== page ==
This two-disc set of Hope’s comedy-horror films is a welcome excuse to rediscover the fantastically creepy movies he made alongside Paulette Goddard, especially since their TV screenings have appeared to have dried up.
In The Cat and the Canary, Hope is one of the descendants of a millionaire who meet ten years after his death in his mansion on the bayou for the reading of the will. Jealousy and greed abounds as Goddard’s character - the heir - is put in physical and mental danger while the group attempt to survive the night. An escaped lunatic known as the Cat is also on the prowl.
This is without doubt the stronger of the two films, with Hope’s wisecracking entertainer adds some chuckles alongside some genuinely creepy moments. The legendary George Zucco would become known for horror films following his role as the lawyer and Gale Sondergaard (The Spider Woman) puts in a Danvers-esque performance as the ice cold housekeeper.
The Ghost Breakers, released a year later, capitalises on the chemistry between Hope and Goddard and once again puts them into a haunted house. Unfortunately, it takes almost an hour to get to the Cuban mansion inhabited by spirits and zombies. There’s still plenty to enjoy before we get there, though. Hope is accompanied by his ‘man servant’ (for want of a better expression), played by the brilliant Willie Best. While this creates a troubling situation looking through a modern perspective, it’s interesting to note that despite the occasional bit of casual racism, the character is given a large part to play. Best easily holds his own in the comedy stakes and bounces off Hope excellently - he even saves his life a number of times. That ‘of its time’ element aside, The Ghost Breakers manages to straddle a few genres - comedy, horror, and gangster - and works well within all of them. The Cuban mansion scenes are particularly eerie.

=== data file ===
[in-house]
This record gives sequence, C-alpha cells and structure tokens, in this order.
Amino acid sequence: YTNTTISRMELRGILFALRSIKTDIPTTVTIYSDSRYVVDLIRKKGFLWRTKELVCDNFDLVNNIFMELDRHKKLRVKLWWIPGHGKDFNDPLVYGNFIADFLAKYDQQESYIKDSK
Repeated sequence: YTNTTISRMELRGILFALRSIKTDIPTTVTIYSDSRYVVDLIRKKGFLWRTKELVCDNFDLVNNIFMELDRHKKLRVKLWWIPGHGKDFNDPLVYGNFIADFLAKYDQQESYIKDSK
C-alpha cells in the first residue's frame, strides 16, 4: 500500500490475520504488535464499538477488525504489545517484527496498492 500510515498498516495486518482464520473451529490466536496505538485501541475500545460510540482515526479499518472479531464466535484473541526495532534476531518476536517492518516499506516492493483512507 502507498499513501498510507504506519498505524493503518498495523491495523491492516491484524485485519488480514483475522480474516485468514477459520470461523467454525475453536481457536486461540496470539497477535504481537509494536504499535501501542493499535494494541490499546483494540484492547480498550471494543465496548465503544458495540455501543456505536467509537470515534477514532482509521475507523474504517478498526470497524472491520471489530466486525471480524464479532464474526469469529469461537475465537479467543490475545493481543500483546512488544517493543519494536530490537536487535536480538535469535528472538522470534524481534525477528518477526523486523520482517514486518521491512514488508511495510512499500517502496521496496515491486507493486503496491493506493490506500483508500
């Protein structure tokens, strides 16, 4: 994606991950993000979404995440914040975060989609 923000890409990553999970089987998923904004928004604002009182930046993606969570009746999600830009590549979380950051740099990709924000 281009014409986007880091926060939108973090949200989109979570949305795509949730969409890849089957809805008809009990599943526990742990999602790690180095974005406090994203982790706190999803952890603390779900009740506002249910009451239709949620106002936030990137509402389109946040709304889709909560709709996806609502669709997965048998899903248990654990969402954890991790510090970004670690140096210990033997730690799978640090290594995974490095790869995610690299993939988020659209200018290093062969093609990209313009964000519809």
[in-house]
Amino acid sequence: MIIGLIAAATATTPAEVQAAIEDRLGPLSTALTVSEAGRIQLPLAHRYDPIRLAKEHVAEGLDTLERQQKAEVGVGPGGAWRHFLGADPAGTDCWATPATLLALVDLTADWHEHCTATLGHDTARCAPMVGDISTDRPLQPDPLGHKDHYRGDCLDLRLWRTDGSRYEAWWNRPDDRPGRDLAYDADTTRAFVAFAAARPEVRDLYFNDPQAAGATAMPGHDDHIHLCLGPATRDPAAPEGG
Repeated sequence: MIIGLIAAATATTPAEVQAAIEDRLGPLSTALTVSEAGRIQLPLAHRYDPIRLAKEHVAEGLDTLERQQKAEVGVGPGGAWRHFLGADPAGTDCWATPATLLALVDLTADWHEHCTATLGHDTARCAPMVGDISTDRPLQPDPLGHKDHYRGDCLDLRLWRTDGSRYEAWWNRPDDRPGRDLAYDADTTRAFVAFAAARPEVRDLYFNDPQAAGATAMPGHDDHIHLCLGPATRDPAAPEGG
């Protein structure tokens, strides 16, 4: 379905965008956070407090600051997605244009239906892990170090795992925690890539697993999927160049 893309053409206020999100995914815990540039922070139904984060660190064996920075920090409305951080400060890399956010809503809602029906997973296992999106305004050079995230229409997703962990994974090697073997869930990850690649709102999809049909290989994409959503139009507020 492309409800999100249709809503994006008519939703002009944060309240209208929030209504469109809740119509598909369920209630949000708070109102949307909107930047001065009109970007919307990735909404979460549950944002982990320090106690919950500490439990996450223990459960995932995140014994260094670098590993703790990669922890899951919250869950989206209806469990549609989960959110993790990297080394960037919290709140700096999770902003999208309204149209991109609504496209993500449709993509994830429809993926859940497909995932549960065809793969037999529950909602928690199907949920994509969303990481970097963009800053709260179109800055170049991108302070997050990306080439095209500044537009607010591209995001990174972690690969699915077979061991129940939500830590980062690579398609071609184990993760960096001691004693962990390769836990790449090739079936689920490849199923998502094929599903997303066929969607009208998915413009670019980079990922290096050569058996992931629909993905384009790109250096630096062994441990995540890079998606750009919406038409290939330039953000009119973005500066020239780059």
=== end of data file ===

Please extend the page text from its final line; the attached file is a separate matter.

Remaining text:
The presentation of both films is excellent - although The Cat and the Canary looks much better. Aside from a fun radio adaptation on The Ghost Breakers, the only extras of note are the commentary on each film. Authors Stephen Jones and Kim Newman guide us through the films’ histories, and are amiable and entertaining chat tracks. The box in which the discs are contained is impressive, too, being a hard card case that is opened via a lid. Australian boutique label Imprint certainly does things right. Even with the sparseness of special features, this set is highly recommended for fans of yesteryear.